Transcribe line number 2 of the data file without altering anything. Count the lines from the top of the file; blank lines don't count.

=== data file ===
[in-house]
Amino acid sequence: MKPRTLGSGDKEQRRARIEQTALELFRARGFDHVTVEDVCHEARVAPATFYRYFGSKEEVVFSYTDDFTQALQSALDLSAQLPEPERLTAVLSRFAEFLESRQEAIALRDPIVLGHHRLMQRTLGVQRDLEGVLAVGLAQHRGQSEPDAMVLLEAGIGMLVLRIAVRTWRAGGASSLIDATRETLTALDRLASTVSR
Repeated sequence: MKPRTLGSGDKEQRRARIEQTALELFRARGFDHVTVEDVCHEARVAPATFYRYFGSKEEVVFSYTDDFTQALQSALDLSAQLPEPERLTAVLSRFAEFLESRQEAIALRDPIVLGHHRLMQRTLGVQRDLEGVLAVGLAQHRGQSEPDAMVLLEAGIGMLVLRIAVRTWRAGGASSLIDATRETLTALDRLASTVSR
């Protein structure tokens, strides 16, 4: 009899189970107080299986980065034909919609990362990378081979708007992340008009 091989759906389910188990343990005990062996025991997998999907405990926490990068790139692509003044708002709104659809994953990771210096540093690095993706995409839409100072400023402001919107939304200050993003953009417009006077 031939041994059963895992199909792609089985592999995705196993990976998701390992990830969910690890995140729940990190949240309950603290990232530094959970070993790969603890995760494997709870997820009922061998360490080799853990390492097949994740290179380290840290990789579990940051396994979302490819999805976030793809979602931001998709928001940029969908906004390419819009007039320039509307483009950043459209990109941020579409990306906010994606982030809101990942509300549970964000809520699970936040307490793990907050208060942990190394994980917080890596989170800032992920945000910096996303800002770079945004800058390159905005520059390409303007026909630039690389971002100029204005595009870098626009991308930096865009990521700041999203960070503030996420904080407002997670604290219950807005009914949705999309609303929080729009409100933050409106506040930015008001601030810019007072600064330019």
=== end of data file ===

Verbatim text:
Amino acid sequence: MKPRTLGSGDKEQRRARIEQTALELFRARGFDHVTVEDVCHEARVAPATFYRYFGSKEEVVFSYTDDFTQALQSALDLSAQLPEPERLTAVLSRFAEFLESRQEAIALRDPIVLGHHRLMQRTLGVQRDLEGVLAVGLAQHRGQSEPDAMVLLEAGIGMLVLRIAVRTWRAGGASSLIDATRETLTALDRLASTVSR